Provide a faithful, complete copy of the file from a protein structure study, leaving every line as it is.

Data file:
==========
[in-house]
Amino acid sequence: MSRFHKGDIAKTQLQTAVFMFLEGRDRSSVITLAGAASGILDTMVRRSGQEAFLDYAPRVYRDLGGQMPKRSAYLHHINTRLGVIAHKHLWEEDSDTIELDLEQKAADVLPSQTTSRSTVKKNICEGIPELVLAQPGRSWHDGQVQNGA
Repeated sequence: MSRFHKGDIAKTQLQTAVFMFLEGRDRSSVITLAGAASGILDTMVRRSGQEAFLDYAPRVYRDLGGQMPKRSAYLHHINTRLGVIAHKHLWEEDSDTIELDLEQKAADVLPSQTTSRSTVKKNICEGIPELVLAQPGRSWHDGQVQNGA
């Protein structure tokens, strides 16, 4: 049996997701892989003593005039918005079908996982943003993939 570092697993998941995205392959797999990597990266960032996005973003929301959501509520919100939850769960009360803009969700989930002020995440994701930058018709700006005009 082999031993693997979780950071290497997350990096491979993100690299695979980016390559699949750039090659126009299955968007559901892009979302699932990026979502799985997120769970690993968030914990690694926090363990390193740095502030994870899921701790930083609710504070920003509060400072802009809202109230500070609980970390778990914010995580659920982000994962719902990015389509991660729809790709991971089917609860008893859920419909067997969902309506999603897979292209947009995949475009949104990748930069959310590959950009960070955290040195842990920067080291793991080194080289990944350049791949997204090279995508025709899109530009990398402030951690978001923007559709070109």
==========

[in-house]
Amino acid sequence: MSRFHKGDIAKTQLQTAVFMFLEGRDRSSVITLAGAASGILDTMVRRSGQEAFLDYAPRVYRDLGGQMPKRSAYLHHINTRLGVIAHKHLWEEDSDTIELDLEQKAADVLPSQTTSRSTVKKNICEGIPELVLAQPGRSWHDGQVQNGA
Repeated sequence: MSRFHKGDIAKTQLQTAVFMFLEGRDRSSVITLAGAASGILDTMVRRSGQEAFLDYAPRVYRDLGGQMPKRSAYLHHINTRLGVIAHKHLWEEDSDTIELDLEQKAADVLPSQTTSRSTVKKNICEGIPELVLAQPGRSWHDGQVQNGA
């Protein structure tokens, strides 16, 4: 049996997701892989003593005039918005079908996982943003993939 570092697993998941995205392959797999990597990266960032996005973003929301959501509520919100939850769960009360803009969700989930002020995440994701930058018709700006005009 082999031993693997979780950071290497997350990096491979993100690299695979980016390559699949750039090659126009299955968007559901892009979302699932990026979502799985997120769970690993968030914990690694926090363990390193740095502030994870899921701790930083609710504070920003509060400072802009809202109230500070609980970390778990914010995580659920982000994962719902990015389509991660729809790709991971089917609860008893859920419909067997969902309506999603897979292209947009995949475009949104990748930069959310590959950009960070955290040195842990920067080291793991080194080289990944350049791949997204090279995508025709899109530009990398402030951690978001923007559709070109």